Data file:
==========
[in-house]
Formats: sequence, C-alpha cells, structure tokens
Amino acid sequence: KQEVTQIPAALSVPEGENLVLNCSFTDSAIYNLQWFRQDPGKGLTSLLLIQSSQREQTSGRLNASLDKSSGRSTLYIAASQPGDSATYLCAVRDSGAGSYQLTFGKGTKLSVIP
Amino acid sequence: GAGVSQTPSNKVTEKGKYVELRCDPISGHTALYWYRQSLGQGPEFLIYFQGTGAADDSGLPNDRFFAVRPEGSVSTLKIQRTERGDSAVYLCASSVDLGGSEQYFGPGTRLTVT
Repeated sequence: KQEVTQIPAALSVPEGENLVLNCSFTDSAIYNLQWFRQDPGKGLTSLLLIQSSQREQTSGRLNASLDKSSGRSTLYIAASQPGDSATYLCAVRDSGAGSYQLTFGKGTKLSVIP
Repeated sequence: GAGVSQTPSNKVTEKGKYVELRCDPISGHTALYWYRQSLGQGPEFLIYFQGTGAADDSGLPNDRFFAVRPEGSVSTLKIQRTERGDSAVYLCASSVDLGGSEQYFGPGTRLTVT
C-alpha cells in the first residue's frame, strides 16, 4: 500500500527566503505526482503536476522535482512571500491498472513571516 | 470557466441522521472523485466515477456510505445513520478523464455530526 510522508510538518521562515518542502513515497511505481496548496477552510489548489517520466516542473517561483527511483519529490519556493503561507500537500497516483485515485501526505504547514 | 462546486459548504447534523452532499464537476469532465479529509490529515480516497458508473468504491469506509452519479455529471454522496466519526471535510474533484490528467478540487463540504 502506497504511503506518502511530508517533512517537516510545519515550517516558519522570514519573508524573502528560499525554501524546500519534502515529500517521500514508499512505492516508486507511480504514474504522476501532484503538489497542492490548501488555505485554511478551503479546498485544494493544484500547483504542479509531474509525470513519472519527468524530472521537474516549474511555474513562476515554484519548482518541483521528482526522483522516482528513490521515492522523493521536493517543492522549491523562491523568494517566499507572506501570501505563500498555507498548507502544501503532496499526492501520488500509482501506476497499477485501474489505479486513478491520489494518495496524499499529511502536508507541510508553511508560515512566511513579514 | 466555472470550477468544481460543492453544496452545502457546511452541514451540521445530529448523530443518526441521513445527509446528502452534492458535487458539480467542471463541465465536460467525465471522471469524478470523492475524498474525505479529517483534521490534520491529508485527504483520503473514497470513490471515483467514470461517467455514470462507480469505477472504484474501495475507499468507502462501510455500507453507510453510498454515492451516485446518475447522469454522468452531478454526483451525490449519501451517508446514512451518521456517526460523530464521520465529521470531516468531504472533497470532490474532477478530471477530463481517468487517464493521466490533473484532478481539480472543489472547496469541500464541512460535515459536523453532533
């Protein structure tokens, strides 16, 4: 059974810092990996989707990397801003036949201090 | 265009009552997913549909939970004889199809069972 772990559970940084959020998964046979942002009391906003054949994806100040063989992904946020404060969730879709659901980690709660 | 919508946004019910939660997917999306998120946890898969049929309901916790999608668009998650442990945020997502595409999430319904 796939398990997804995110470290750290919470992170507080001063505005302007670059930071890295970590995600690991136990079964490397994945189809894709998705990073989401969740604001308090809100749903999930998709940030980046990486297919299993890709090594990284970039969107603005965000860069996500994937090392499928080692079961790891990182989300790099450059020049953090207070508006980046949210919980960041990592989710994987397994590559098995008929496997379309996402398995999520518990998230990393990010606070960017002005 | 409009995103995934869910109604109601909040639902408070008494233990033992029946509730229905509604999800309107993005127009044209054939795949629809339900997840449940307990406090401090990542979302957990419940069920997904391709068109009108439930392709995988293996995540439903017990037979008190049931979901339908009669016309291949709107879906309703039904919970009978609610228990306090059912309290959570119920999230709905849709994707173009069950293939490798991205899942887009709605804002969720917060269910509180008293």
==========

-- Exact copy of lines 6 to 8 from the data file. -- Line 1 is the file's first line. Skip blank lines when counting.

Repeated sequence: GAGVSQTPSNKVTEKGKYVELRCDPISGHTALYWYRQSLGQGPEFLIYFQGTGAADDSGLPNDRFFAVRPEGSVSTLKIQRTERGDSAVYLCASSVDLGGSEQYFGPGTRLTVT
C-alpha cells in the first residue's frame, strides 16, 4: 500500500527566503505526482503536476522535482512571500491498472513571516 | 470557466441522521472523485466515477456510505445513520478523464455530526 510522508510538518521562515518542502513515497511505481496548496477552510489548489517520466516542473517561483527511483519529490519556493503561507500537500497516483485515485501526505504547514 | 462546486459548504447534523452532499464537476469532465479529509490529515480516497458508473468504491469506509452519479455529471454522496466519526471535510474533484490528467478540487463540504 502506497504511503506518502511530508517533512517537516510545519515550517516558519522570514519573508524573502528560499525554501524546500519534502515529500517521500514508499512505492516508486507511480504514474504522476501532484503538489497542492490548501488555505485554511478551503479546498485544494493544484500547483504542479509531474509525470513519472519527468524530472521537474516549474511555474513562476515554484519548482518541483521528482526522483522516482528513490521515492522523493521536493517543492522549491523562491523568494517566499507572506501570501505563500498555507498548507502544501503532496499526492501520488500509482501506476497499477485501474489505479486513478491520489494518495496524499499529511502536508507541510508553511508560515512566511513579514 | 466555472470550477468544481460543492453544496452545502457546511452541514451540521445530529448523530443518526441521513445527509446528502452534492458535487458539480467542471463541465465536460467525465471522471469524478470523492475524498474525505479529517483534521490534520491529508485527504483520503473514497470513490471515483467514470461517467455514470462507480469505477472504484474501495475507499468507502462501510455500507453507510453510498454515492451516485446518475447522469454522468452531478454526483451525490449519501451517508446514512451518521456517526460523530464521520465529521470531516468531504472533497470532490474532477478530471477530463481517468487517464493521466490533473484532478481539480472543489472547496469541500464541512460535515459536523453532533
């Protein structure tokens, strides 16, 4: 059974810092990996989707990397801003036949201090 | 265009009552997913549909939970004889199809069972 772990559970940084959020998964046979942002009391906003054949994806100040063989992904946020404060969730879709659901980690709660 | 919508946004019910939660997917999306998120946890898969049929309901916790999608668009998650442990945020997502595409999430319904 796939398990997804995110470290750290919470992170507080001063505005302007670059930071890295970590995600690991136990079964490397994945189809894709998705990073989401969740604001308090809100749903999930998709940030980046990486297919299993890709090594990284970039969107603005965000860069996500994937090392499928080692079961790891990182989300790099450059020049953090207070508006980046949210919980960041990592989710994987397994590559098995008929496997379309996402398995999520518990998230990393990010606070960017002005 | 409009995103995934869910109604109601909040639902408070008494233990033992029946509730229905509604999800309107993005127009044209054939795949629809339900997840449940307990406090401090990542979302957990419940069920997904391709068109009108439930392709995988293996995540439903017990037979008190049931979901339908009669016309291949709107879906309703039904919970009978609610228990306090059912309290959570119920999230709905849709994707173009069950293939490798991205899942887009709605804002969720917060269910509180008293």